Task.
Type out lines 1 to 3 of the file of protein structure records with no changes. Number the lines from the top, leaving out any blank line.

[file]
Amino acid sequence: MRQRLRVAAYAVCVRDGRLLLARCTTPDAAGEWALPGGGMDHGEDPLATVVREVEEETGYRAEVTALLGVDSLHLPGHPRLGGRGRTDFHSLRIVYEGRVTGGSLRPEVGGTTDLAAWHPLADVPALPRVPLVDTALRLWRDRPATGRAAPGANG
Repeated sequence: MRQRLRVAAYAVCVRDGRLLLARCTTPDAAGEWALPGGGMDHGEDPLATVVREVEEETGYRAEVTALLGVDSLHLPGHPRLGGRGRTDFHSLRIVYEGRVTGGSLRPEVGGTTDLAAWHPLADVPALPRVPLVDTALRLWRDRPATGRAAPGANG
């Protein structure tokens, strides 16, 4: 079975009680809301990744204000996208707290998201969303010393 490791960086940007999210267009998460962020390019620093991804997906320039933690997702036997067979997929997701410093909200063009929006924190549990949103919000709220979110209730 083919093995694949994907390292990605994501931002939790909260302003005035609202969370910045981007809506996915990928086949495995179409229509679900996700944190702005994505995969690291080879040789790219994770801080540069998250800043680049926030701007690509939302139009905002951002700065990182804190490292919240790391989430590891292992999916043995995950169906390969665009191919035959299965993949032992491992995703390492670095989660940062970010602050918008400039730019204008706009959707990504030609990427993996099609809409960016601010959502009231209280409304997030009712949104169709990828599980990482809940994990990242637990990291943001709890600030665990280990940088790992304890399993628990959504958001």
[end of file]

Amino acid sequence: MRQRLRVAAYAVCVRDGRLLLARCTTPDAAGEWALPGGGMDHGEDPLATVVREVEEETGYRAEVTALLGVDSLHLPGHPRLGGRGRTDFHSLRIVYEGRVTGGSLRPEVGGTTDLAAWHPLADVPALPRVPLVDTALRLWRDRPATGRAAPGANG
Repeated sequence: MRQRLRVAAYAVCVRDGRLLLARCTTPDAAGEWALPGGGMDHGEDPLATVVREVEEETGYRAEVTALLGVDSLHLPGHPRLGGRGRTDFHSLRIVYEGRVTGGSLRPEVGGTTDLAAWHPLADVPALPRVPLVDTALRLWRDRPATGRAAPGANG
């Protein structure tokens, strides 16, 4: 079975009680809301990744204000996208707290998201969303010393 490791960086940007999210267009998460962020390019620093991804997906320039933690997702036997067979997929997701410093909200063009929006924190549990949103919000709220979110209730 083919093995694949994907390292990605994501931002939790909260302003005035609202969370910045981007809506996915990928086949495995179409229509679900996700944190702005994505995969690291080879040789790219994770801080540069998250800043680049926030701007690509939302139009905002951002700065990182804190490292919240790391989430590891292992999916043995995950169906390969665009191919035959299965993949032992491992995703390492670095989660940062970010602050918008400039730019204008706009959707990504030609990427993996099609809409960016601010959502009231209280409304997030009712949104169709990828599980990482809940994990990242637990990291943001709890600030665990280990940088790992304890399993628990959504958001």